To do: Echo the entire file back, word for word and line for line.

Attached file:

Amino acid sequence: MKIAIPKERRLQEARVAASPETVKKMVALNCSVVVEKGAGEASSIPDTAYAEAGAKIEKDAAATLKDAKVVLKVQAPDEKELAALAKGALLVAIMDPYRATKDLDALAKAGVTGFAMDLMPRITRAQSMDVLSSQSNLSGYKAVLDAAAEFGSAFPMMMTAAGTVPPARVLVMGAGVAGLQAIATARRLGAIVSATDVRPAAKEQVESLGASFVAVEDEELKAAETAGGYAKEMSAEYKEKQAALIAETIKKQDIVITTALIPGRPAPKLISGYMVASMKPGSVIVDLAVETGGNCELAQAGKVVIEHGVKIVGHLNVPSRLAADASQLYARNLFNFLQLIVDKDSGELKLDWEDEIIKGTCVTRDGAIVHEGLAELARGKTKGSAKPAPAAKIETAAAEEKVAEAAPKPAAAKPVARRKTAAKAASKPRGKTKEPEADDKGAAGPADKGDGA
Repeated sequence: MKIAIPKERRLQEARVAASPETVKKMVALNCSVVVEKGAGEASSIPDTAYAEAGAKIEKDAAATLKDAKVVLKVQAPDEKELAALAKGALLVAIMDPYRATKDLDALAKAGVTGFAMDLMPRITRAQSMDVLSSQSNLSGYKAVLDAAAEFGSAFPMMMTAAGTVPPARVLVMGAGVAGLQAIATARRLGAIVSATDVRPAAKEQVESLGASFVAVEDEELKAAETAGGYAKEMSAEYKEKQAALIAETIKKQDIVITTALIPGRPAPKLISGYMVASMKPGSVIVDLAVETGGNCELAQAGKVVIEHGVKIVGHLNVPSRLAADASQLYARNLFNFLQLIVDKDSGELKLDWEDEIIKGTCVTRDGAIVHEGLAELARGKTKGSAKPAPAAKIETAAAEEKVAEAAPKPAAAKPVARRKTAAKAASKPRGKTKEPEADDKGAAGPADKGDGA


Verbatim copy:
Amino acid sequence: MKIAIPKERRLQEARVAASPETVKKMVALNCSVVVEKGAGEASSIPDTAYAEAGAKIEKDAAATLKDAKVVLKVQAPDEKELAALAKGALLVAIMDPYRATKDLDALAKAGVTGFAMDLMPRITRAQSMDVLSSQSNLSGYKAVLDAAAEFGSAFPMMMTAAGTVPPARVLVMGAGVAGLQAIATARRLGAIVSATDVRPAAKEQVESLGASFVAVEDEELKAAETAGGYAKEMSAEYKEKQAALIAETIKKQDIVITTALIPGRPAPKLISGYMVASMKPGSVIVDLAVETGGNCELAQAGKVVIEHGVKIVGHLNVPSRLAADASQLYARNLFNFLQLIVDKDSGELKLDWEDEIIKGTCVTRDGAIVHEGLAELARGKTKGSAKPAPAAKIETAAAEEKVAEAAPKPAAAKPVARRKTAAKAASKPRGKTKEPEADDKGAAGPADKGDGA
Repeated sequence: MKIAIPKERRLQEARVAASPETVKKMVALNCSVVVEKGAGEASSIPDTAYAEAGAKIEKDAAATLKDAKVVLKVQAPDEKELAALAKGALLVAIMDPYRATKDLDALAKAGVTGFAMDLMPRITRAQSMDVLSSQSNLSGYKAVLDAAAEFGSAFPMMMTAAGTVPPARVLVMGAGVAGLQAIATARRLGAIVSATDVRPAAKEQVESLGASFVAVEDEELKAAETAGGYAKEMSAEYKEKQAALIAETIKKQDIVITTALIPGRPAPKLISGYMVASMKPGSVIVDLAVETGGNCELAQAGKVVIEHGVKIVGHLNVPSRLAADASQLYARNLFNFLQLIVDKDSGELKLDWEDEIIKGTCVTRDGAIVHEGLAELARGKTKGSAKPAPAAKIETAAAEEKVAEAAPKPAAAKPVARRKTAAKAASKPRGKTKEPEADDKGAAGPADKGDGA